Due to the federal structure of the United States, state and local governments in the U.S. are the implementation agents for a vast swath of federal policies. One area where state and local governments play an important role is environmental policy, putting local government managers on the frontlines of climate change.
A recent study in the journal Public Administration Review considers the role of local governments in climate change in the United States, as the country embarks on an unprecedented foray into fiscal federalism to combat climate change. The authors arrive at a stark reality: many local governments in the U.S. are not ready.
That raises important quesions. For instance, if local governments in the U.S. are not ready to be climate change managers, what efforts will be required to make sure that local government officials in Africa and Asia will be to make significant contributions to local climate mitigation and climate adaptation any time soon?
American local government managers on the frontlines of climate change?
Through two federal laws–the Infrastructure Investment and Jobs Act of 2021 (IIJA) and the Inflation Reduction Act of 2022 (IRA)–an estimated $600 billion is being directed to climate-related programs across multiple federal agencies in the U.S. The amount directed to states, local and tribal governments could top USD 120 billion.
These funds are slated to be disbursed at break-neck speed. As an example, the U.S. Environmental Protection Agency (EPA) has until September 2024 to award USD 27 billion through a new Greenhouse Gas Reduction Fund for community solar projects—including USD 7 billion through state, local and tribal governments.
In order to receive these conditional grants, local government are expected to develop competitive grant proposals, engage in community outreach, and stand up new solar programs, resilience hubs, and methane-capture initiatives, all while “greening” government buildings and vehicle fleets.
Real-world capacity constraints
Even though many cities and local governments in the U.S. may be considered highly effective and empowered compared to their counterparts in some other regions of the world, local governments in the U.S. nonetheless face real capacity constraints.
Walk into most any mid-sized municipal government in the United States and you are likely to encounter a bare-bones crew of public administrators devoting most of their mental and fiscal capacities to managing short-term service-delivery issues. What you will not find are robust grant-writing offices, suites of policy analysts, or multiple seasoned sustainability professionals. Local governments have been dealing for decades with tax and expenditure limits, state legislative preemptions, race-to-the-bottom economic development competition, and the myriad legacies of unfunded mandates and urban disinvestment.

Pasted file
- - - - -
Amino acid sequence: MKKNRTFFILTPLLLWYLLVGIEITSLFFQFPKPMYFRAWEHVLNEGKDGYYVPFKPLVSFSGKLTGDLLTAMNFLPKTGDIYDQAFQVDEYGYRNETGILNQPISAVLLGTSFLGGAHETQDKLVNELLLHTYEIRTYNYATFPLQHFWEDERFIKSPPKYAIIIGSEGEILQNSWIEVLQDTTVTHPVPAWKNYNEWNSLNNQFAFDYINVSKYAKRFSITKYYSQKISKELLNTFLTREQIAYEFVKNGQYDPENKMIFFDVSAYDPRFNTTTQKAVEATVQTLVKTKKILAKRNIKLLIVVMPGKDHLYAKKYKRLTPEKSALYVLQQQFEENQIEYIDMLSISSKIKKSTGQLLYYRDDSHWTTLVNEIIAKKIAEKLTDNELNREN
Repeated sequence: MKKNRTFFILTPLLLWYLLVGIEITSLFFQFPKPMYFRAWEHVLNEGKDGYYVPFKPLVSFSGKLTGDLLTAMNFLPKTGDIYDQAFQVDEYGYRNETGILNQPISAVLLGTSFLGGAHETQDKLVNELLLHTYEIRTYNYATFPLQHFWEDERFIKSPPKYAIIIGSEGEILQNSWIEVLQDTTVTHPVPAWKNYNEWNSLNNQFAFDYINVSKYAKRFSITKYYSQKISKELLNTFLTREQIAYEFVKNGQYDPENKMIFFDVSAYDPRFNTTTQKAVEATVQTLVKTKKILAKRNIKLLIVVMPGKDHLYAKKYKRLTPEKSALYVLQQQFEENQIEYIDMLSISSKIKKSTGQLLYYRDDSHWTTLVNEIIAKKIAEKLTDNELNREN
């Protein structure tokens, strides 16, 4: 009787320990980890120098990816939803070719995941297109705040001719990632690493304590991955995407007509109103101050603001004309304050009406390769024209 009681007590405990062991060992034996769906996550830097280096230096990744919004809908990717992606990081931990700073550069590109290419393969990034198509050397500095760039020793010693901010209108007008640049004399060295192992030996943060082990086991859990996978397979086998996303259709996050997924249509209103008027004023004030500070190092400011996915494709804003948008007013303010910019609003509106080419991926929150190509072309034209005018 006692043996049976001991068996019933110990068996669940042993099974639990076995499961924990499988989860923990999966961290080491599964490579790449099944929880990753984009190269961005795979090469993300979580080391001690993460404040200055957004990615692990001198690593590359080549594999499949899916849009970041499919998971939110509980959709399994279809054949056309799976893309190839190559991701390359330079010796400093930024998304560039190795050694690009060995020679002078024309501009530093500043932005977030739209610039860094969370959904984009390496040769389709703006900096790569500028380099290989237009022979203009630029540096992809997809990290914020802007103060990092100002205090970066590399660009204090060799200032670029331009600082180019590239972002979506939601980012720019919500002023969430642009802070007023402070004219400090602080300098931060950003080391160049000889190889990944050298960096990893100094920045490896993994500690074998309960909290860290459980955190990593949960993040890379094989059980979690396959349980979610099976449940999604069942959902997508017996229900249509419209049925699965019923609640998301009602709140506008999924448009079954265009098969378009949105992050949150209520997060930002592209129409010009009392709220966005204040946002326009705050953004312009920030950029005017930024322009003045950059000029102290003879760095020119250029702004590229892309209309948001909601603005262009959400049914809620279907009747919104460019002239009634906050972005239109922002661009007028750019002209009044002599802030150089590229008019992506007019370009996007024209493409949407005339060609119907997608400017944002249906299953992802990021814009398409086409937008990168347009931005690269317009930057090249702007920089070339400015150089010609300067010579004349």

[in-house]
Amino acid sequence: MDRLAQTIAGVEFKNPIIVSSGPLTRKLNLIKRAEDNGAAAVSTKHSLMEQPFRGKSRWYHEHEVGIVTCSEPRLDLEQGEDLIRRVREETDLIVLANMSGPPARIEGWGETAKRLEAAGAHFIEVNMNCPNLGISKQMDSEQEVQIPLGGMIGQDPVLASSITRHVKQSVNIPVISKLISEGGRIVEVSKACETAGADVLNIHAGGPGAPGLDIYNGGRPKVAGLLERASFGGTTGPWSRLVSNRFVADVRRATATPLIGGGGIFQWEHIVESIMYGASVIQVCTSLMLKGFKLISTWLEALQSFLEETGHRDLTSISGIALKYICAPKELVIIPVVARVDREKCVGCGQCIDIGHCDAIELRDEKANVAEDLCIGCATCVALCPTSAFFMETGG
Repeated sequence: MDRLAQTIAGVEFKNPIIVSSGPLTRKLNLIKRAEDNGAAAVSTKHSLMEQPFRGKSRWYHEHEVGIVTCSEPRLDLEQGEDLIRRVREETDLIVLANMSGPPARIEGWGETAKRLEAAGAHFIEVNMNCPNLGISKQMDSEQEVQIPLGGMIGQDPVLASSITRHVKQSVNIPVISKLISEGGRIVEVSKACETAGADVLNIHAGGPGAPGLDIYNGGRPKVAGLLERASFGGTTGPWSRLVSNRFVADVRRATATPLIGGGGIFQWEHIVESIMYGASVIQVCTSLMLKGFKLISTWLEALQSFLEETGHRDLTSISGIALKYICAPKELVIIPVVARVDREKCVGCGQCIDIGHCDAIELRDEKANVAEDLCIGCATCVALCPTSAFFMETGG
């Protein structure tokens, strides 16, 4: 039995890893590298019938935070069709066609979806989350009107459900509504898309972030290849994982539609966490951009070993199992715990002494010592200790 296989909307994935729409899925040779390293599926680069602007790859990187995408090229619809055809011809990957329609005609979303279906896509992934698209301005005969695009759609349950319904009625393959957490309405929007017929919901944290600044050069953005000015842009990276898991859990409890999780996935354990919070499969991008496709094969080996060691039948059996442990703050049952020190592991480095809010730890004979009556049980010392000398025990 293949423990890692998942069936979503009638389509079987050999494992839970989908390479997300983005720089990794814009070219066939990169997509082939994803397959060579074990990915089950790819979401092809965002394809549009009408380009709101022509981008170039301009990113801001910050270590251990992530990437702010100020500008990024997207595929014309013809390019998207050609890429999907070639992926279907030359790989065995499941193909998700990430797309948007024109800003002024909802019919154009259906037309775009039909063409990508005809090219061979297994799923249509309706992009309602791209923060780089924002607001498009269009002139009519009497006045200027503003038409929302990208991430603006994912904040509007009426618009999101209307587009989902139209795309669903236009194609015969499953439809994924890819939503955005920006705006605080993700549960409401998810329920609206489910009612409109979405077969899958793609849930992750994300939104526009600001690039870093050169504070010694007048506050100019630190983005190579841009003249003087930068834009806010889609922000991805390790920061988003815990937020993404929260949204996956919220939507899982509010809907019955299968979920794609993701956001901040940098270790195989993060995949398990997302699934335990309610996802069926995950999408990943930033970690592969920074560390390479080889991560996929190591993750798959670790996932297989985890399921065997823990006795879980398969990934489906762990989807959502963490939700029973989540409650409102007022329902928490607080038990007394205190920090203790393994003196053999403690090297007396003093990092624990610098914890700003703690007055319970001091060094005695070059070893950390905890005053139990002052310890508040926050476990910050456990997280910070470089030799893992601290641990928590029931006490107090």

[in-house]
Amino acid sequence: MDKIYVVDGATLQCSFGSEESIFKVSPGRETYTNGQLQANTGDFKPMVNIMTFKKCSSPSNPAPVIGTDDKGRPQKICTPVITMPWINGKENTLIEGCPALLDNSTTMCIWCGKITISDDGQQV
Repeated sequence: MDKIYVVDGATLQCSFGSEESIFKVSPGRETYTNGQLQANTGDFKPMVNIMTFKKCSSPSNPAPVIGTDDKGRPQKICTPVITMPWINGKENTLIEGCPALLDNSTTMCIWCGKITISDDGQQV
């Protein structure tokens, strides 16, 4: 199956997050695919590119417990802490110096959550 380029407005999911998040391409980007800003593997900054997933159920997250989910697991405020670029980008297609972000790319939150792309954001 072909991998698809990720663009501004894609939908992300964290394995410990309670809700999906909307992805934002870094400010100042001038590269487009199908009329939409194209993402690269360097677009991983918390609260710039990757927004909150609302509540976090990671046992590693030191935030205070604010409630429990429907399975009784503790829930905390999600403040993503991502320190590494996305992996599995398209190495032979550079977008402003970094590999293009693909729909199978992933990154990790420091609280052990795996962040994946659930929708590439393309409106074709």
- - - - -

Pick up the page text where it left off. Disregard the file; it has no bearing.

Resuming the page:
Drawing from recent data and cumulative evidence on local sustainability activities, it is clear that policy makers and managers at all levels of governance need to apply the lessons learned over the last two decades of subnational climate efforts. For local government managers working in the 21st century, climate change will likely be a defining social dilemma of their lifetimes. After years of inaction, the United States has taken a major step in trying to meet its greenhouse-gas mitigation pledges. But implementation requires understanding both the opportunities and opportunity costs posed by such generational investments.
Conclusions and evidence for practice
- The vast majority of U.S. municipal governments lack the technical competencies and capacity to fully take advantage of climate funding from the 2021Infrastructure Investment and Jobs Act and 2022 Inflation Reduction Act.
- Federal and state grantor agencies in the United States should streamline and/or simplify financial mechanisms for disbursing recent climate investments to local and tribal governments.
- Financial matching requirements should be reduced and deadlines extended to facilitate applications from small communities.
- Collaborative, capacity-building efforts for planning and implementation, which can be organized around multi-jurisdictional cohorts of local government staff and supported by subject-matter experts, should be expanded.
Read the full article (Open Access) on the website of Pubic Administration Review (Wiley):
Deslatte, Aaron, Michael D. Siciliano, and Rachel M. Krause. 2023. “Local Government Managers are on the Frontlines of Climate Change: Are they Ready?” Public Administration Review 83(6): 1506–11. https://doi.org/10.1111/puar.13726